Born of the universal wartime wish for news from home, what originally was called Under the Dome made its debut in January 1945.
Its birth was even heralded in The Baltimore Sun on Feb. 1, 1945, under the headline “Hospital Edits Service Paper.”
World War II still had eight horrific months to go—although few realized then that the Allies were close to victory.
“A new Baltimore publication with a global circulation went into the mails yesterday as the Johns Hopkins Hospital presented Vol. 1, No. 1 of Under the Dome, a news bulletin for staff members now serving in the armed forces,” The Sun reported.
Several thousand copies of the 81/2 x 11, four-page Under the Dome were dispatched overseas and to stateside military camps in response to numerous requests from Johns Hopkins staff members for a news bulletin to keep them updated on developments in their departments, divisions, wards and offices. They also wanted to know how their colleagues were doing, wherever they were.
In a brief letter on page 2—entitled “Greetings!”—the hospital’s longtime director (the title then for hospital president) Winford Smith wrote, “Members of the staff have been writing personal letters trying to satisfy the desire for news. This has not been very satisfactory and there are many people who have not learned of events in which they would be greatly interested. We want everyone to know of these news items.”
He added that in the hospital, which was suffering wartime staff shortages, “Much has happened since Pearl Harbor.”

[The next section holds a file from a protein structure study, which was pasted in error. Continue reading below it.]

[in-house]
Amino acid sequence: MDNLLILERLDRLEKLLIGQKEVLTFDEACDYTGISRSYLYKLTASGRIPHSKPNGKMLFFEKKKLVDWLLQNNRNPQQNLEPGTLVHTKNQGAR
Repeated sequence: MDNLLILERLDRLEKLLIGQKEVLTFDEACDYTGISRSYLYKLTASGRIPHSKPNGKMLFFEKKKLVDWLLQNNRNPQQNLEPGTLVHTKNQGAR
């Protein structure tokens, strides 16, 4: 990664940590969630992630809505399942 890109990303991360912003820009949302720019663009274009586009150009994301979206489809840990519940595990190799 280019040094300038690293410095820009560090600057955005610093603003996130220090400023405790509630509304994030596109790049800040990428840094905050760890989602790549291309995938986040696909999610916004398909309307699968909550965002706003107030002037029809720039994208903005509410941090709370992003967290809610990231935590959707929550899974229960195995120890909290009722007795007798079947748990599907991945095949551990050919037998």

Some of the stories were of the same variety that modern Dome readers are familiar with: expansion and improvement of facilities (“Harriet Lane Home Erects Premature Private Wards,” “Hospital Corridors Shine”—thanks to a new paint job), administrative issues (“Centralization of Medical Practice Studied”) and personnel changes (“Dr. Emmett Holt, Jr. Accepts New York Professorship”).
War-related news included a brief story that 30 prisoners of war had been assigned to the hospital by the federal War Manpower Commission to scrub walls, wash dishes, collect garbage, help in the kitchen and deliver ice.
Also printed were short, dramatic excerpts from letters sent by physicians, nurses and dietitians who had come under combat fire.
After the war ended in August 1945, Under the Dome continued in print until May 1946, when it no longer was deemed necessary. Six years later, however, in November 1952, it was revived as News from Under the Dome.
Thanks to an ongoing, exhaustive indexing of the publication by Linda Weisfeldt, a volunteer at the Alan Mason Chesney Medical Archives (and wife of former Department of Medicine director, cardiologist Myron “Mike” Weisfeldt), its evolution can be traced over the past 73 years.
Photograph illustrations were introduced around 1960.
In 1963, the title again became Under the Dome.
Early in 1972, it became The Dome.
In 1973, its size grew from 81/2 x 11 to 11 x 17—although it remained a four-page publication.
In 1975, it was renamed simply Dome, and by 1976, it had expanded to eight pages.
Color photographs first appeared in the summer 1989 issue, with pictures recording celebrations of the 100th anniversary of the opening of the hospital.
Improvements in design, layout, typography—and reporting—have been hallmarks of Dome. During the past two decades, it has won numerous national awards as the best newsletter of its kind.
As it now is transformed into an online-only publication, that tradition will continue.